You won’t necessarily need one if your team of developers is not yet too large and/or your product is original but quite simple under the hood. If your idea is more technically complex, then the rule “better safe than sorry” totally applies, and you certainly need to consider hiring a DevOps specialist.
Business analyst — you’re going to need one if you plan to enter brand-new markets which are unfamiliar to you. In some cases, a business analyst, marketing manager, and advertising manager can be the same person (at least for the first year).
Finally, don’t forget about testing and QAs. A widely spread urban legend is that startups do not need testers because product owners and founders test everything themselves. First, you won’t really have time for error reports. Secondly, identifying bugs is a standalone job in and of itself.
Moreover, if your list of extra features is still under development, testing will definitely be part of your team’s daily routine. In this case, opting for QA automation instead of manual testing is strongly advisable.
Calculating additional expenses
Even if your team is only made up of five people, extra costs are still unavoidable. Try to forecast as many of them as you can in advance:
- Office rent. Or alternatives — dedicated space in a coworking facility; office space shared with other startups; business incubators and startup accelerators. If you are 100% sure that your future office is a virtual one, invest in at least two or three paid Zoom licenses (40-minute limitations and the absence of recording would eventually become a real pain).
- Apart from Zoom, you will need other software tools. First of all, consult with your software architect and/or your solution engineer on a future technology stack. Secondly, do not cut down too much on management tools. Note that even advanced work planning tools (like Asana, Monday, and airTable) have free plans available. And investments in GitHub and expanded Google Drive storage will pay for themselves in no time.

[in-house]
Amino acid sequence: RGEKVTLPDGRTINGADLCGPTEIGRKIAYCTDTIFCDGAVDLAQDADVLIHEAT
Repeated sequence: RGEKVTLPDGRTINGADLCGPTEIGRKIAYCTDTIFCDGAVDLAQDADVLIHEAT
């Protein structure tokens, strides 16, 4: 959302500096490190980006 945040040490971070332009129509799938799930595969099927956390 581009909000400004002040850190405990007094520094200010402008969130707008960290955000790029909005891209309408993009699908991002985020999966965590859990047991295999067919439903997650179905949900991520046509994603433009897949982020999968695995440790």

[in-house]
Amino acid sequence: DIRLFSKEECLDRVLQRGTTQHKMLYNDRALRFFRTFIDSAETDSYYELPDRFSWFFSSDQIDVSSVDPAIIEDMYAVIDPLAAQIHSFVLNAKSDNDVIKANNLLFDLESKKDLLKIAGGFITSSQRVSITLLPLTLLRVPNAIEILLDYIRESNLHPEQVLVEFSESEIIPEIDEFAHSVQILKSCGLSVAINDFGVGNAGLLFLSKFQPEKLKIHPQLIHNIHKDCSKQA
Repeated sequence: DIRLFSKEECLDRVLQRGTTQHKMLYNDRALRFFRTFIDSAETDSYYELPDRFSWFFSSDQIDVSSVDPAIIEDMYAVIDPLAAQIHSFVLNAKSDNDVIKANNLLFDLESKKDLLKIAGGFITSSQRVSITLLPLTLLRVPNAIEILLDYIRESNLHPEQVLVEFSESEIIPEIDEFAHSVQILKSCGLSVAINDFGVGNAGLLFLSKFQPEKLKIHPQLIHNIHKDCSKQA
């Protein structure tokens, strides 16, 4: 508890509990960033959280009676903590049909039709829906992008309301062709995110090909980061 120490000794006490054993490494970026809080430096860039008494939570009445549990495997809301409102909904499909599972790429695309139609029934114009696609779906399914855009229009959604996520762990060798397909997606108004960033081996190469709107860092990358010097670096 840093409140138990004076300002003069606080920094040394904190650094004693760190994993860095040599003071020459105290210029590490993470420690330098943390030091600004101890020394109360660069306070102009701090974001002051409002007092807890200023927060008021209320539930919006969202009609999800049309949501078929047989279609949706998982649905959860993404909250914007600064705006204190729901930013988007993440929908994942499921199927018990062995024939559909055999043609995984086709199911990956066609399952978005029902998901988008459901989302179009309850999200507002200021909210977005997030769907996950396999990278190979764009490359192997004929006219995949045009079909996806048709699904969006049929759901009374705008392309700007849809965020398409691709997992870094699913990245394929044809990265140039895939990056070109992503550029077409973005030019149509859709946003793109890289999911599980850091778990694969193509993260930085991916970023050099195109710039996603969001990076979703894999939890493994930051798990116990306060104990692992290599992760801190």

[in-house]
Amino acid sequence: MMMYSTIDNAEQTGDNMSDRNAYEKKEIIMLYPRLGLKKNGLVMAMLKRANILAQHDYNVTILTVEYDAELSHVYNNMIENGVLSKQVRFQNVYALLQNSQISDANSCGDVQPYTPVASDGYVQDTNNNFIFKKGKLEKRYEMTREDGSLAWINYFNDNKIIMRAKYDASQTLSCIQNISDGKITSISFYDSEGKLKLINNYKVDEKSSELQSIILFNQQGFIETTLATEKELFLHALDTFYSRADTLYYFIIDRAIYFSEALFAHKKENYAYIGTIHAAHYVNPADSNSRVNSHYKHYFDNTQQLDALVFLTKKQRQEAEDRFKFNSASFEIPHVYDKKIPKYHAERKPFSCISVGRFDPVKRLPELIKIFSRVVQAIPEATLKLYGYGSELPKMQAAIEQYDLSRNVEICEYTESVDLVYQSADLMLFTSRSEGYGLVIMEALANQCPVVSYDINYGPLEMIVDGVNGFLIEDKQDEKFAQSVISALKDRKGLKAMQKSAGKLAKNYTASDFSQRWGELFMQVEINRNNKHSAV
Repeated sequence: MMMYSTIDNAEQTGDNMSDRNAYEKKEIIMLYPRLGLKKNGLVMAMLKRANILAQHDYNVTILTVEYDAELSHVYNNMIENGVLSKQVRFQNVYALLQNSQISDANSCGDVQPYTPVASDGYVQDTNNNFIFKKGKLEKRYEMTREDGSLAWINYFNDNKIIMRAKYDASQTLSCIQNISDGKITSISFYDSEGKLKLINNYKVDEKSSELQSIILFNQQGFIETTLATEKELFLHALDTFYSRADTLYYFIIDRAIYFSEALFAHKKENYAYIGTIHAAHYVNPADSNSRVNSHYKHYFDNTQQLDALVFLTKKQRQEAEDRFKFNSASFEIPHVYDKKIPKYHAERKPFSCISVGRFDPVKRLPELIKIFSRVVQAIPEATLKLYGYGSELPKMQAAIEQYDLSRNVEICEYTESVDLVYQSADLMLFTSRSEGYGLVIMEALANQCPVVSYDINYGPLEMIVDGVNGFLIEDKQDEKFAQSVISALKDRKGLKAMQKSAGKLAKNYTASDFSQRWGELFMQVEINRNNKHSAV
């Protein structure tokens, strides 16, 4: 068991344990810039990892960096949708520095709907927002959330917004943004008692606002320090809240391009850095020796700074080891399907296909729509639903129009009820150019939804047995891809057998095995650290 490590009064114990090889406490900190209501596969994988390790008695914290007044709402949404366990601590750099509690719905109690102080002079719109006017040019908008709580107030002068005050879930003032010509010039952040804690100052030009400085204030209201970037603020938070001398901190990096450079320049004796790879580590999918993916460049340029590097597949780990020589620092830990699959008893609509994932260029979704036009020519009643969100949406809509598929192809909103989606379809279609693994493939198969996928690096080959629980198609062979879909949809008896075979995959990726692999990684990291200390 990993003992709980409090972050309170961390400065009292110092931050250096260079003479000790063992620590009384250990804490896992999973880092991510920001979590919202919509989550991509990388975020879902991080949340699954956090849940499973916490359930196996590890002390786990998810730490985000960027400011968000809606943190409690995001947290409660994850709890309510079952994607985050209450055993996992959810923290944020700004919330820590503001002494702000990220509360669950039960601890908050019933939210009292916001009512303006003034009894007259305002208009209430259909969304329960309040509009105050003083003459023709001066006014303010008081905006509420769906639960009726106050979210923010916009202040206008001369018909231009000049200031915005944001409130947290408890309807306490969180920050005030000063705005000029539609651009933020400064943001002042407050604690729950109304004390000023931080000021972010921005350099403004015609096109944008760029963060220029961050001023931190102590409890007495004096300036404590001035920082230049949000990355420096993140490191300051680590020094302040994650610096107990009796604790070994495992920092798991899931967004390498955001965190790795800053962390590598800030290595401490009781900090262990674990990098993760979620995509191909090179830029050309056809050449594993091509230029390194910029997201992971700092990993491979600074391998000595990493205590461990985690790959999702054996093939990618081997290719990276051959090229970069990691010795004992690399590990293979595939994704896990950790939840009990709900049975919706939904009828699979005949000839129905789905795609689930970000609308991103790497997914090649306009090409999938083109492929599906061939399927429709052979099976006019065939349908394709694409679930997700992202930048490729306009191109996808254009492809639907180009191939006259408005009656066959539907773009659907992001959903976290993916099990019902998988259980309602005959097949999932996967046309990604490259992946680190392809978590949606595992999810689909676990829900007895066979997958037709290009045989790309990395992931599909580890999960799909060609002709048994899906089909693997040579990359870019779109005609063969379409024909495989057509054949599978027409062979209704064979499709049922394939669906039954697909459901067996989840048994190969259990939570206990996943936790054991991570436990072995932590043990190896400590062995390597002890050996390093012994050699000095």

- Extra perks for the team. In the IT sector, employees are rotating quicker than in any other industry. When you are a startup, employee retention can be a real challenge because more mature businesses can easily outbid you in terms of pay, medical insurance, free lunches, etc. It could be hard to compete with perks, but you can surely win by applying some creativity: mentoring opportunities, participation in meetings with investors, flexible working hours, workation opportunities, a chance to buy company stocks sooner than any investors.
In-house or outsourced?
This is probably one of the most tempting and most complicated questions any startup founder has to face.
Having a completely in-house team is a comforting idea for those with a recently created product. Today, very few startups are able to make this happen.
Outsourcing or out staffing is a good idea in the following circumstances:
- When you are still unsure how soon you would need to scale up
- Paying by the hour or by tasks completed is a better option for financial or managerial reasons
- You need people with highly specific skills for a rather short period of time
Finally, remember that you can always go with a hybrid model, keeping core development tasks and marketing strategizing in-house and outsourcing the rest.